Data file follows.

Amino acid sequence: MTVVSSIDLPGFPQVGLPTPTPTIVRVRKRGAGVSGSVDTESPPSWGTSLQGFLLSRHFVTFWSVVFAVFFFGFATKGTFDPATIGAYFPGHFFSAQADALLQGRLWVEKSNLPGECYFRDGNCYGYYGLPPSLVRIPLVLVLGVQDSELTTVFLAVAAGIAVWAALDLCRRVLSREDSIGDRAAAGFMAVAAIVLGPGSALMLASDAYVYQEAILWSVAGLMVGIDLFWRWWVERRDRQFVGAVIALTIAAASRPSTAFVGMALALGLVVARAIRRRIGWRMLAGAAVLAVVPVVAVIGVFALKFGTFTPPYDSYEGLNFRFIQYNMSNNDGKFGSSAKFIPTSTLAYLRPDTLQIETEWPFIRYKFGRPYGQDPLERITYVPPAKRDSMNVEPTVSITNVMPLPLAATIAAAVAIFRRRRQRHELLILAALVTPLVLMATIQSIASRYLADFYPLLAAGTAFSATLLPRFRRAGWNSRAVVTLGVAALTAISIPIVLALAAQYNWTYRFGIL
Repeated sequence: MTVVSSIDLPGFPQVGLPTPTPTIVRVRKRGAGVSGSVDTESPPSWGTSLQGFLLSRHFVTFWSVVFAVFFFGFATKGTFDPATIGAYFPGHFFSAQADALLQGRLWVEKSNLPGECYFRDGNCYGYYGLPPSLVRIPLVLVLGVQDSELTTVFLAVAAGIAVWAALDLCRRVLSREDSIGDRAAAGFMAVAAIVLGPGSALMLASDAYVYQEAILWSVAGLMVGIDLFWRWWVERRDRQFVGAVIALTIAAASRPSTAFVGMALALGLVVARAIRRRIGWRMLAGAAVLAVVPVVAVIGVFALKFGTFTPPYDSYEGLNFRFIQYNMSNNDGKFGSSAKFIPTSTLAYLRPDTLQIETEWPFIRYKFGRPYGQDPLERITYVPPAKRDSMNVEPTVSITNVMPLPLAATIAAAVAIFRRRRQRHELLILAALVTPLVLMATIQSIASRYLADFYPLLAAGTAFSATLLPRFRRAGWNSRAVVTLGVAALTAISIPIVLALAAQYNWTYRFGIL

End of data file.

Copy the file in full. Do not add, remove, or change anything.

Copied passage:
Amino acid sequence: MTVVSSIDLPGFPQVGLPTPTPTIVRVRKRGAGVSGSVDTESPPSWGTSLQGFLLSRHFVTFWSVVFAVFFFGFATKGTFDPATIGAYFPGHFFSAQADALLQGRLWVEKSNLPGECYFRDGNCYGYYGLPPSLVRIPLVLVLGVQDSELTTVFLAVAAGIAVWAALDLCRRVLSREDSIGDRAAAGFMAVAAIVLGPGSALMLASDAYVYQEAILWSVAGLMVGIDLFWRWWVERRDRQFVGAVIALTIAAASRPSTAFVGMALALGLVVARAIRRRIGWRMLAGAAVLAVVPVVAVIGVFALKFGTFTPPYDSYEGLNFRFIQYNMSNNDGKFGSSAKFIPTSTLAYLRPDTLQIETEWPFIRYKFGRPYGQDPLERITYVPPAKRDSMNVEPTVSITNVMPLPLAATIAAAVAIFRRRRQRHELLILAALVTPLVLMATIQSIASRYLADFYPLLAAGTAFSATLLPRFRRAGWNSRAVVTLGVAALTAISIPIVLALAAQYNWTYRFGIL
Repeated sequence: MTVVSSIDLPGFPQVGLPTPTPTIVRVRKRGAGVSGSVDTESPPSWGTSLQGFLLSRHFVTFWSVVFAVFFFGFATKGTFDPATIGAYFPGHFFSAQADALLQGRLWVEKSNLPGECYFRDGNCYGYYGLPPSLVRIPLVLVLGVQDSELTTVFLAVAAGIAVWAALDLCRRVLSREDSIGDRAAAGFMAVAAIVLGPGSALMLASDAYVYQEAILWSVAGLMVGIDLFWRWWVERRDRQFVGAVIALTIAAASRPSTAFVGMALALGLVVARAIRRRIGWRMLAGAAVLAVVPVVAVIGVFALKFGTFTPPYDSYEGLNFRFIQYNMSNNDGKFGSSAKFIPTSTLAYLRPDTLQIETEWPFIRYKFGRPYGQDPLERITYVPPAKRDSMNVEPTVSITNVMPLPLAATIAAAVAIFRRRRQRHELLILAALVTPLVLMATIQSIASRYLADFYPLLAAGTAFSATLLPRFRRAGWNSRAVVTLGVAALTAISIPIVLALAAQYNWTYRFGIL